What should that mean in practice for policy? I would suggest three steps the government could take quickly to help restore confidence in UK immigration policy immediately after a Remain vote:

  • It should announce that it intends to drop the “tens of thousands” target and replace it with a new policy framework, based on widespread public consultation, possibly coordinated by the respected and independent Migration Advisory Committee. This consultation should address the issue of whether there should be an overall target at all; if so, whether it should include as it does now, migrants who many think should be excluded (British nationals and students); and how, in particular, it should deal with the fact that there are and will not be any quantitative restrictions on EU migration.  The objective should be to devise a framework which commands public confidence and which government can actually deliver given the constraints of EU membership and free movement.  In particular, if there is a target, it should come from the bottom up, not the top down, as with the present one. That is, we should work out which types of migration we want to control and how, and work out what that means for numbers, not the other way around.
  • The establishment of a proper, and properly funded, Migration Impact Fund (MIF). The earlier MIF (ended after the 2010 election) was both underfunded and underpublicised, and hence did little to address legitimate public concerns. A new MIF should be quasi-automatic, channelling funds to the NHS, schools and councils at  a local level, based on timely local data on the scale of migration (using, for example, National Insurance numbers and GP registrations).  Its existence and the flow of money should be well publicised. The MIF won’t be a panacea – as long as central government continues to cut overall funding for services, people in areas of high migration flows will understandably see migrants adding to extra demand, even if the net impact at national level of migrants on the public finances is positive. Nevertheless it would be a tangible demonstration of government commitment to address the issue.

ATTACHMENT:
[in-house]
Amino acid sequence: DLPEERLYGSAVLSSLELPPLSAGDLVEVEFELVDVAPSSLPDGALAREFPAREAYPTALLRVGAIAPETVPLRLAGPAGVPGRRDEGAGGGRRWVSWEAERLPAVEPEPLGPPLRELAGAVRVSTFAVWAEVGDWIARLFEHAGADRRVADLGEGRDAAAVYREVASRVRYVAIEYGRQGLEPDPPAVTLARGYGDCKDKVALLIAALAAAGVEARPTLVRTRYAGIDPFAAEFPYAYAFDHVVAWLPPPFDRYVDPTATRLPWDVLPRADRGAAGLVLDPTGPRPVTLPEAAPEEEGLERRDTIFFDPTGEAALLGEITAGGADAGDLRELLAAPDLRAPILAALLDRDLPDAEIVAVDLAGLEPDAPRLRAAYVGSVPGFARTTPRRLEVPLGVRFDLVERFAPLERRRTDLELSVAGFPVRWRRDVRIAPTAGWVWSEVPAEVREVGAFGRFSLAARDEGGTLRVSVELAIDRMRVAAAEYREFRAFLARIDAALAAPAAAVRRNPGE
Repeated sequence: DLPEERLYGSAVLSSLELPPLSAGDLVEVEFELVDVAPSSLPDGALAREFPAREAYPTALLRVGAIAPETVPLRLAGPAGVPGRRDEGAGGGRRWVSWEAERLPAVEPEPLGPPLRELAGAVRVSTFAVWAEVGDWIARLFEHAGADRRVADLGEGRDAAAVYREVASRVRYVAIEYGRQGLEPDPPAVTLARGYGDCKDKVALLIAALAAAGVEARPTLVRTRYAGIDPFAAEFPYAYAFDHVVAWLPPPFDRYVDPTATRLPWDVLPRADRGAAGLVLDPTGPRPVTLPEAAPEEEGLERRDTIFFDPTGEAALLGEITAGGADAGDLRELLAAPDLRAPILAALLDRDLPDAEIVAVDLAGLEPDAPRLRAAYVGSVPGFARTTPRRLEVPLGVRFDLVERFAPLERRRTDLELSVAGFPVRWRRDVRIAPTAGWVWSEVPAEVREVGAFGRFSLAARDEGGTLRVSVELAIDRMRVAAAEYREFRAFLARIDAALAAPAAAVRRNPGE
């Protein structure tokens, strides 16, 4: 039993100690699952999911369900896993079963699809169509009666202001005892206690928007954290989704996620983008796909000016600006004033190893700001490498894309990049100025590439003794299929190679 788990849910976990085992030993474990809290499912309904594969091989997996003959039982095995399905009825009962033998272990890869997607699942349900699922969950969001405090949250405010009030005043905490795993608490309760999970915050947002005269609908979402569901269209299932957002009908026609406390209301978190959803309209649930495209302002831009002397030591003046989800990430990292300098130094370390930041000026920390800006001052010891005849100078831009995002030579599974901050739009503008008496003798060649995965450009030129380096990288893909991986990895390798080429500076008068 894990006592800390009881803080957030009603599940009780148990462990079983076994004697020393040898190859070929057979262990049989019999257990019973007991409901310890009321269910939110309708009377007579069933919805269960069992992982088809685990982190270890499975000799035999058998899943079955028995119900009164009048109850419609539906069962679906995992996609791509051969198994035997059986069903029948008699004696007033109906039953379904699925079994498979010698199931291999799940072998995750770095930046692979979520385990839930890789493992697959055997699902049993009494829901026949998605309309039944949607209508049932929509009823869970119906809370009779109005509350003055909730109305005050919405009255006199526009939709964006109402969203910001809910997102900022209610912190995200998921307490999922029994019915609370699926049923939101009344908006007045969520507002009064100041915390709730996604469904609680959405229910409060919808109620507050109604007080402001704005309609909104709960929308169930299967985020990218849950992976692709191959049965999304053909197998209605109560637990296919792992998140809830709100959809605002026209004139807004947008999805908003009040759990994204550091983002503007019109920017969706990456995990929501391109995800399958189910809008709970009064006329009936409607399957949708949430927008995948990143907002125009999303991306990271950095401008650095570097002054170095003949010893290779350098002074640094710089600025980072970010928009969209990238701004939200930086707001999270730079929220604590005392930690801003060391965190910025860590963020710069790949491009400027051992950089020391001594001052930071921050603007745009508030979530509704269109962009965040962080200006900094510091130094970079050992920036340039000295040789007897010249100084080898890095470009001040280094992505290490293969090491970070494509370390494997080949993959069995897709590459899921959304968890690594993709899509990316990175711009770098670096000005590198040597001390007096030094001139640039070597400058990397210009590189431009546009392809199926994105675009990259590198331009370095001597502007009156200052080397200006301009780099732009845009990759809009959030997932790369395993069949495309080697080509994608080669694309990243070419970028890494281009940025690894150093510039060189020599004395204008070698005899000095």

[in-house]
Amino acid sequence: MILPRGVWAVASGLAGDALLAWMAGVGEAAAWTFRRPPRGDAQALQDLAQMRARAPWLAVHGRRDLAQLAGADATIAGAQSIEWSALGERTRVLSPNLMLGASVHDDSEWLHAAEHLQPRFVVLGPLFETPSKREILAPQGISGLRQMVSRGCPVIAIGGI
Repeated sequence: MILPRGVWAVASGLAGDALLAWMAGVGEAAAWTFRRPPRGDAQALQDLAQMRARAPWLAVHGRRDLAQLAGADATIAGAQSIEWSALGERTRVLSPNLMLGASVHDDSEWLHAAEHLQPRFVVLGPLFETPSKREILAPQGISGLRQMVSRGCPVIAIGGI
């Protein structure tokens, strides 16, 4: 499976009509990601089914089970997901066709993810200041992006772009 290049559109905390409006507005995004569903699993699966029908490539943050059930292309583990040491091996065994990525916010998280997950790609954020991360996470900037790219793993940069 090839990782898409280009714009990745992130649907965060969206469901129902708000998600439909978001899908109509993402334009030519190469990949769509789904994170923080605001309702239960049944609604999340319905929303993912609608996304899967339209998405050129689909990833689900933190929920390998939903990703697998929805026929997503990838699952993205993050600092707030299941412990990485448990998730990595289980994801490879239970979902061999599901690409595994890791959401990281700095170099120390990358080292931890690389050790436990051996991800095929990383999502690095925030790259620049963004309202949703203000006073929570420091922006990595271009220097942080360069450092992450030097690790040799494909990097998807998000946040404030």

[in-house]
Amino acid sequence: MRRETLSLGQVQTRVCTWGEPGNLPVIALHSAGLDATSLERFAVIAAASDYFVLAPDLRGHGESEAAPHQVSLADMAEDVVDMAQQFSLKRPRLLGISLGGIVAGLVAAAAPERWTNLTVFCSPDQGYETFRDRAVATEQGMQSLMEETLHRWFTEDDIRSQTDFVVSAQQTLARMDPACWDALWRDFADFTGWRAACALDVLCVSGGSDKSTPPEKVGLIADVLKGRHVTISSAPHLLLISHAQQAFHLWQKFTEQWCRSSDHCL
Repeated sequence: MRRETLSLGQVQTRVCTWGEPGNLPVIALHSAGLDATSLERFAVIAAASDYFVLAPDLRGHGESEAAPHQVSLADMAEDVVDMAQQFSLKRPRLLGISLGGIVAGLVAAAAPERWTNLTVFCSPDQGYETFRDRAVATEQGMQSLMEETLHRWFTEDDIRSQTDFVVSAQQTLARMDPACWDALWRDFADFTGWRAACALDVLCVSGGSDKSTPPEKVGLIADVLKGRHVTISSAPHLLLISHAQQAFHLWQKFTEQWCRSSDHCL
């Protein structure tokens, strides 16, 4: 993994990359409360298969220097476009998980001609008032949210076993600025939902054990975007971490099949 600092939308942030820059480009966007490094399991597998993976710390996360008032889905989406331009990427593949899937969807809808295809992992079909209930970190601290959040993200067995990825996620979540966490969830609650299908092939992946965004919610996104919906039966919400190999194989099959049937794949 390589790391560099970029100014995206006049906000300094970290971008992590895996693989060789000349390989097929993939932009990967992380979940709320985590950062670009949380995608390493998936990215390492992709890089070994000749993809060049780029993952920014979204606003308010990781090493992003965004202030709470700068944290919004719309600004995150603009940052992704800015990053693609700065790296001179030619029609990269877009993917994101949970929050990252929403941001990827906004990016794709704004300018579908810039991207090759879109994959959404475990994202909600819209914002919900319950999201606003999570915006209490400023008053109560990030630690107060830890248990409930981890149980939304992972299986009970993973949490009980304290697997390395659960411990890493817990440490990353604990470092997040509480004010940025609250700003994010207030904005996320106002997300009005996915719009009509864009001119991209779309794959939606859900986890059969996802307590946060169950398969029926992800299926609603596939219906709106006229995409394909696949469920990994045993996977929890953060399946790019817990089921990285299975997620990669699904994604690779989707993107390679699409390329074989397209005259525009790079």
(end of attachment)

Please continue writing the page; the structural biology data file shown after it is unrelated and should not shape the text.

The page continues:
• Action to reduce migration from the EU by reducing demand.  Although EU migrants don’t reduce employment opportunities for natives overall, and have little impact on wages, there is clearly a widely shared view that the structure of the UK labour market combined with free movement leads to undesirably large flows of people to work in low skill jobs.  Although we can’t change free movement, we can change the labour market.  This means much tougher action to stamp out abuse (non-payment of the national minimum wage, agencies recruiting solely from abroad). But this in itself won’t have much quantitative impact. A much wider review of employment regulation and legislation – not just zero-hours contracts, but also self-employment – is required.  This won’t be painless and won’t yield results overnight. But if we do want to reduce the number of low-paid migrant workers in the UK labour market without leaving the EU then it is the only sensible option.  

There is also a window of opportunity here. While forecasting migration is a mug’s game – so I won’t - it looks likely that net migration to the UK from the EU has peaked.  There a number of reasons for this: the slowing of the UK economy, which is no longer seeing rapid employment growth; the partial recovery of some eurozone countries; and the fact that many of the people who were likely to come here have already done so. Over the longer term, economic and demographic factors in Eastern and Central Europe may further reduce migration pressures.  If immigration does start to fall, this may make the political environment more propitious for the sort of policy change described above.